Crosscutting Concept-Cause and Effect: Students will understand that cause and effect relationships can be suggested and predicted for complex natural and human designed systems by examining what is known about smaller scale mechanisms within the system.
Crosscutting Concept-Patterns: Students will understand that different patterns may be observed at each of the scales at which a system is studied and can provide evidence for causality in explanations of phenomena.
Crosscutting Concept-Energy and Matter: Students will understand that changes of energy and matter in a system can be described in terms of energy and matter flows into, out of, and within that system. Students will understand that the total amount of energy and matter in closed systems is conserved.
Crosscutting concept-Scale, Proportion, and Quantity: Students will understand that some systems can only be studied indirectly as they are too small, too large, too fast, or too slow to observe directly.
Nature of Science-Scientific Knowledge Assumes an Order and Consistency in Natural Systems: Students will understand that science assumes the universe is a vast single system in which basic laws are consistent.
Nature of Science-Science is a Way of Knowing: Students will understand that science is both a body of knowledge that represents a current understanding of natural systems and the process used to refine, elaborate, revise, and extend this knowledge through questioning and defining problems.
Nature of Science-Science models, laws, mechanisms and theories explain natural phenomena: Students will understand that models, mechanisms, and explanations collectively serve as tools in the development of scientific theory.
Nature of Science, Scientific Knowledge is Based on Empirical Evidence: Students will understand that science arguments are strengthened by coordinating patterns of evidence with current theory and multiple lines of evidence supporting a single explanation.
Nature of Science-Science as a Human Endeavor: Students will understand that scientists and engineers rely on human qualities such as persistence, precision, reasoning, logic, imagination and creativity. Students will understand that scientists and engineers are guided by habits of mind such as intellectual honesty, tolerance of ambiguity, skepticism, and openness to new ideas. Students will understand the importance of obtaining, evaluating and communicating information in light of these qualities and habits of mind.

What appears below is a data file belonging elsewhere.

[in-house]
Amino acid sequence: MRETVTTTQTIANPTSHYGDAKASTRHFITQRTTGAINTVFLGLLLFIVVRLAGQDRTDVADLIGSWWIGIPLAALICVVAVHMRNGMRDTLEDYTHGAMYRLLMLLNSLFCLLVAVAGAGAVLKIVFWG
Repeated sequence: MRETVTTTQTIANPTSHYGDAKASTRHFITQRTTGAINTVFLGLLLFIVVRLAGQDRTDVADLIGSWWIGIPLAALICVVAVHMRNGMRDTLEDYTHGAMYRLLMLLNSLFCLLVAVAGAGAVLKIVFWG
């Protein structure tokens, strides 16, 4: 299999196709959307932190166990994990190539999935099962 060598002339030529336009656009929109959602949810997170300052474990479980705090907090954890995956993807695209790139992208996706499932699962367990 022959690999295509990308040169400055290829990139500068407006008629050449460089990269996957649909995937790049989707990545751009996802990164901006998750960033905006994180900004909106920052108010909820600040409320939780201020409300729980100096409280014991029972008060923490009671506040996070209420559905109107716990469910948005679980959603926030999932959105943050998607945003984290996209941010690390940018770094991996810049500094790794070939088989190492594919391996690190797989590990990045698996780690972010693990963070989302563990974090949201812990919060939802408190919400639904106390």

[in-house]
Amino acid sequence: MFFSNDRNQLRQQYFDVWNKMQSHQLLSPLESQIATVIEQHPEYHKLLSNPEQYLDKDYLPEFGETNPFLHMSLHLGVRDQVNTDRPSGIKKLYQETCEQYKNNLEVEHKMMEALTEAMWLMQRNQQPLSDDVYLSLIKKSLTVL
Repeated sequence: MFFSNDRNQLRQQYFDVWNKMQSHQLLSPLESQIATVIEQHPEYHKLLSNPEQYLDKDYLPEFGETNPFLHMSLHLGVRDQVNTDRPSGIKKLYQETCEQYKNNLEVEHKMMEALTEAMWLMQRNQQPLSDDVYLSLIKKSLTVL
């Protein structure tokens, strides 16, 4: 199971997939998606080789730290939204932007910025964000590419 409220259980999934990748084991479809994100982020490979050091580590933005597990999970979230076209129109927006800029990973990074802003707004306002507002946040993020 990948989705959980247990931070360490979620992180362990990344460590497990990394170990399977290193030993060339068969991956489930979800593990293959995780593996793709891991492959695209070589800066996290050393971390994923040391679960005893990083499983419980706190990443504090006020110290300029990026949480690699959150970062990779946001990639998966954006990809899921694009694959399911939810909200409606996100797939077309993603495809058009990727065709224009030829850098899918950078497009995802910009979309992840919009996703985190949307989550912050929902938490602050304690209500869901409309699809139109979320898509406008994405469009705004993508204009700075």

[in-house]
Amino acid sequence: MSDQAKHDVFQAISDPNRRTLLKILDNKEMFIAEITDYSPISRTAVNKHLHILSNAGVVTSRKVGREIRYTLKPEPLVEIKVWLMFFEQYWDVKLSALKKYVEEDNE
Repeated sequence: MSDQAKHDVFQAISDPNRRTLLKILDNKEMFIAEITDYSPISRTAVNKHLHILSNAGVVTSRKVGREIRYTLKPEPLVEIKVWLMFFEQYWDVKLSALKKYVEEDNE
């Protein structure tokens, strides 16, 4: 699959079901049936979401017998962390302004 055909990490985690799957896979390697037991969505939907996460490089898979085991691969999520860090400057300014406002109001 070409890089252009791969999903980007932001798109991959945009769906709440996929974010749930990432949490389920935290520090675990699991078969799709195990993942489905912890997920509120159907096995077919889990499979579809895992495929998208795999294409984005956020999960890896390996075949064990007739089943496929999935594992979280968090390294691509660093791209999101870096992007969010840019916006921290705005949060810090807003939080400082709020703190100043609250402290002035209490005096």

How can analysis of patterns at various scales provide evidence for the cause of a particular phenomena?
What defines a system in science?
How change energy and matter flows into, out of, and within a system predict and/or explain changes of energy and matter in a system?
What evidence indicates the total amount of energy and matter in closed systems is conserved?
How can models effectively communicate lab results, scientific knowledge, and observable or unobservable events?
How can multiple pieces of evidence be used to strengthen a scientific theory or argument?
How can we manipulate chemicals to give different desired results?
How do characteristics of molecules affect experimental results?
How can models, graphs and mathematical equations be used to represent, make predictions from, and explain experimental results for chemical reactions?
How is science both a body of knowledge and a process of revision and inquiry?
Why is scientific knowledge open to revision?
How can technology and instruments affect laboratory findings?
What impact can sources of error have on scientific discoveries, experimentation, designs and explanations?
How can you reevaluate and redesign a lab based on errors reported or knowledge gained from previously executed labs?
What attributes of humans allow us to think like scientists and engineers?